• One pineapple—peeled, cored and sliced into 1/2-inch-thick rings
  • 2 teaspoons vegetable oil
  • 1/2 cup sweetened wide shredded coconut strips or regular cut
  • 2 1/2 pints fat-free vanilla frozen yogurt
  • Mint sprigs, for garnish

Directions
Light a grill. Brush the pineapple rings with the vegetable oil. Grill over moderately high heat, turning occasionally, until the pineapple is lightly charred and softened, about 8 minutes. Transfer the rings to a work surface and cut into bite-size pieces.

In a medium skillet, toast the coconut over moderate heat until golden, about 2 minutes. Transfer to a plate to cool.
Scoop the yogurt into sundae glasses or bowls. Top with the grilled pineapple, sprinkle with the coconut, garnish with the mint sprigs and serve right away.

icecream4

Easy Soft-Serve Ice Cream

Ingredients

  • 1 1/2 pounds frozen strawberries, mangoes or blueberries
  • 3/4 cup sweetened condensed milk
  • 1/2 teaspoon vanilla extract
  • Kosher salt

Directions
In a food processor, pulse the fruit with the sweetened condensed milk, vanilla and a generous pinch of salt until the fruit is finely chopped.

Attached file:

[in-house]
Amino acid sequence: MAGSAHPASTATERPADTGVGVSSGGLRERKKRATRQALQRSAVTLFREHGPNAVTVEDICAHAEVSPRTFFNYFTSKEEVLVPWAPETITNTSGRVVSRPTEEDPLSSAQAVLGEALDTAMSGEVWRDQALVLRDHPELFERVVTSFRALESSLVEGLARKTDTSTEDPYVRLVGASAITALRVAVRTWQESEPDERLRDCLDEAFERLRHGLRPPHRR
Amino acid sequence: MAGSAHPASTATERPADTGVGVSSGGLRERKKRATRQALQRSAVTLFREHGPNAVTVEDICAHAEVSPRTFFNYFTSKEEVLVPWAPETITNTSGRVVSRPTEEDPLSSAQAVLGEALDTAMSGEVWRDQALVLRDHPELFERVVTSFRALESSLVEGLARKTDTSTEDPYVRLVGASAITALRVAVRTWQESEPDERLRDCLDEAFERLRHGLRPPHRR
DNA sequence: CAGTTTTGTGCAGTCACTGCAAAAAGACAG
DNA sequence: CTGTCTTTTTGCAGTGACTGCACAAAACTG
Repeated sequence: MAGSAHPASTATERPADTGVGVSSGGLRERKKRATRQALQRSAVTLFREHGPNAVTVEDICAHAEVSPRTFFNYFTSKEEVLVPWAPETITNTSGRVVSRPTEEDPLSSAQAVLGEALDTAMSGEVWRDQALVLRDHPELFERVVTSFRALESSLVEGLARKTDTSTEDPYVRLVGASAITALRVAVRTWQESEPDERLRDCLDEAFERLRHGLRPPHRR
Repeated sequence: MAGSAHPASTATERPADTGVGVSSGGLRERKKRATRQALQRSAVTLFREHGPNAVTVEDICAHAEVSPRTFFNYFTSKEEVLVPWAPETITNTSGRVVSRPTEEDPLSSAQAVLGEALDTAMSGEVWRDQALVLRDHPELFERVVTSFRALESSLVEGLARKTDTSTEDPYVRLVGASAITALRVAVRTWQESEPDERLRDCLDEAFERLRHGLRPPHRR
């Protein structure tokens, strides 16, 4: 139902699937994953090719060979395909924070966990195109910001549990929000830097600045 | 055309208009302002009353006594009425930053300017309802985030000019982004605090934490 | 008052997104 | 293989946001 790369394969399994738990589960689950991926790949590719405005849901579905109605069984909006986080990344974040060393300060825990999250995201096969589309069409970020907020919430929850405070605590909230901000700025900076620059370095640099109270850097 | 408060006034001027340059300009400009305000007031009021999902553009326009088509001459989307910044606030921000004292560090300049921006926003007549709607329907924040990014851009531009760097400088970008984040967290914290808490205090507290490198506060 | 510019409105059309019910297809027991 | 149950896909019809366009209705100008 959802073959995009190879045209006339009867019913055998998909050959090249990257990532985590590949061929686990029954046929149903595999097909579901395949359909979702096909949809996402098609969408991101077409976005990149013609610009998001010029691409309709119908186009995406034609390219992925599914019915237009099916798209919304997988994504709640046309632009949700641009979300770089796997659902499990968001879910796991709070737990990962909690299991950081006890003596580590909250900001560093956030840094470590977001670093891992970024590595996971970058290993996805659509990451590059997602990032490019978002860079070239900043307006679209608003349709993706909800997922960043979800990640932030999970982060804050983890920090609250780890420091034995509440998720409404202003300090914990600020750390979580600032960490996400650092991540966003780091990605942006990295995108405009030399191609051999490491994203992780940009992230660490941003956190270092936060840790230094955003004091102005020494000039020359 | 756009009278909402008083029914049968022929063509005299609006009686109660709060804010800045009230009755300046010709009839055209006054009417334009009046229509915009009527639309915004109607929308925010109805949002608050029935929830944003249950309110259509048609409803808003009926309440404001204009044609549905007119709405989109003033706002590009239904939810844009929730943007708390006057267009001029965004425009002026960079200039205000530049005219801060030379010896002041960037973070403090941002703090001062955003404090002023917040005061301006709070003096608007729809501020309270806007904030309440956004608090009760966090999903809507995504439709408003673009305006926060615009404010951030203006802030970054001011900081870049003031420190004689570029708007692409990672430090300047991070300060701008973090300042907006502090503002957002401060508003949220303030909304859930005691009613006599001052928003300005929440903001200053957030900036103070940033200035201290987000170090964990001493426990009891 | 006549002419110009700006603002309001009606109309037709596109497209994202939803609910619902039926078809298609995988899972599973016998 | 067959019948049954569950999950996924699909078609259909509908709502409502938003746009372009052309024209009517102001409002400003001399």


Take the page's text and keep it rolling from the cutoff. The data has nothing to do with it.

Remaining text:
Puree until smooth, 2 to 3 minutes; scrape down the side of the bowl as needed. Serve soft or transfer to a metal baking pan, cover and freeze until just firm.

MAKE AHEAD: The soft-serve can be frozen for up to 3 days. Let stand at room temperature for 10 minutes before serving.

icecream5

 

Sherbet Fruit Pops

Ingredients

  • 10 5-ounce paper cups
  • 3 peeled and chopped kiwi fruit
  • 1 tablespoon sugar
  • 1 quart raspberry or tangerine sherbet
  • 2 tablespoons orange juice
  • 10 flat wooden craft sticks

Directions

Arrange cups on a baking pan.

In a small bowl combine kiwi fruit and sugar. Divide chopped kiwi fruit among the paper cups.

In a large bowl using an electric mixer on low-speed beat together sherbet and orange juice until combined. Spoon sherbet mixture over kiwi fruit filling cups.

Cover each cup with a square of foil. Use table knife to make small hole in center of each foil square. Slide wooden craft stick through each hole and into fruit mixture in the bottom of the cup.

Freeze at least 6 hours or overnight. To serve remove foil; carefully tear away cups. Serve immediately. Makes 10 pops